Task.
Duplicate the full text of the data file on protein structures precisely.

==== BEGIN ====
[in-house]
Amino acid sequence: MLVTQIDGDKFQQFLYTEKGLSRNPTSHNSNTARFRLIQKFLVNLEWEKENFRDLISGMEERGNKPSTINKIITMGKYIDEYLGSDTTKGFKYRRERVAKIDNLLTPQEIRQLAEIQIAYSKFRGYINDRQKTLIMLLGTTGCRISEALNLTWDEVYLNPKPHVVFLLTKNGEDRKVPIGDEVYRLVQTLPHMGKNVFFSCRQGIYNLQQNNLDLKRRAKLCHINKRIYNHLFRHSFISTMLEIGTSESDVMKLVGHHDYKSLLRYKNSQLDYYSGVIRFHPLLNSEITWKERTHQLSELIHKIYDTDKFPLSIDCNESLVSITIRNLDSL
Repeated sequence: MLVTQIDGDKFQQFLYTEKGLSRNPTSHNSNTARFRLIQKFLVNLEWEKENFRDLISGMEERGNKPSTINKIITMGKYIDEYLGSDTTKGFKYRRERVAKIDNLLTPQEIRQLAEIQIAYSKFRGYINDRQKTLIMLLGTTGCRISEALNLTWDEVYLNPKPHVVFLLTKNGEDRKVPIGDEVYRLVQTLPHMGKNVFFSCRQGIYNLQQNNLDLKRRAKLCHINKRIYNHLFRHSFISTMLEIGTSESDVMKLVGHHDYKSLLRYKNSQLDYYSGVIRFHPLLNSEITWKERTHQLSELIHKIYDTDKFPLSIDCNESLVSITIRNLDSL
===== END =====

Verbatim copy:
[in-house]
Amino acid sequence: MLVTQIDGDKFQQFLYTEKGLSRNPTSHNSNTARFRLIQKFLVNLEWEKENFRDLISGMEERGNKPSTINKIITMGKYIDEYLGSDTTKGFKYRRERVAKIDNLLTPQEIRQLAEIQIAYSKFRGYINDRQKTLIMLLGTTGCRISEALNLTWDEVYLNPKPHVVFLLTKNGEDRKVPIGDEVYRLVQTLPHMGKNVFFSCRQGIYNLQQNNLDLKRRAKLCHINKRIYNHLFRHSFISTMLEIGTSESDVMKLVGHHDYKSLLRYKNSQLDYYSGVIRFHPLLNSEITWKERTHQLSELIHKIYDTDKFPLSIDCNESLVSITIRNLDSL
Repeated sequence: MLVTQIDGDKFQQFLYTEKGLSRNPTSHNSNTARFRLIQKFLVNLEWEKENFRDLISGMEERGNKPSTINKIITMGKYIDEYLGSDTTKGFKYRRERVAKIDNLLTPQEIRQLAEIQIAYSKFRGYINDRQKTLIMLLGTTGCRISEALNLTWDEVYLNPKPHVVFLLTKNGEDRKVPIGDEVYRLVQTLPHMGKNVFFSCRQGIYNLQQNNLDLKRRAKLCHINKRIYNHLFRHSFISTMLEIGTSESDVMKLVGHHDYKSLLRYKNSQLDYYSGVIRFHPLLNSEITWKERTHQLSELIHKIYDTDKFPLSIDCNESLVSITIRNLDSL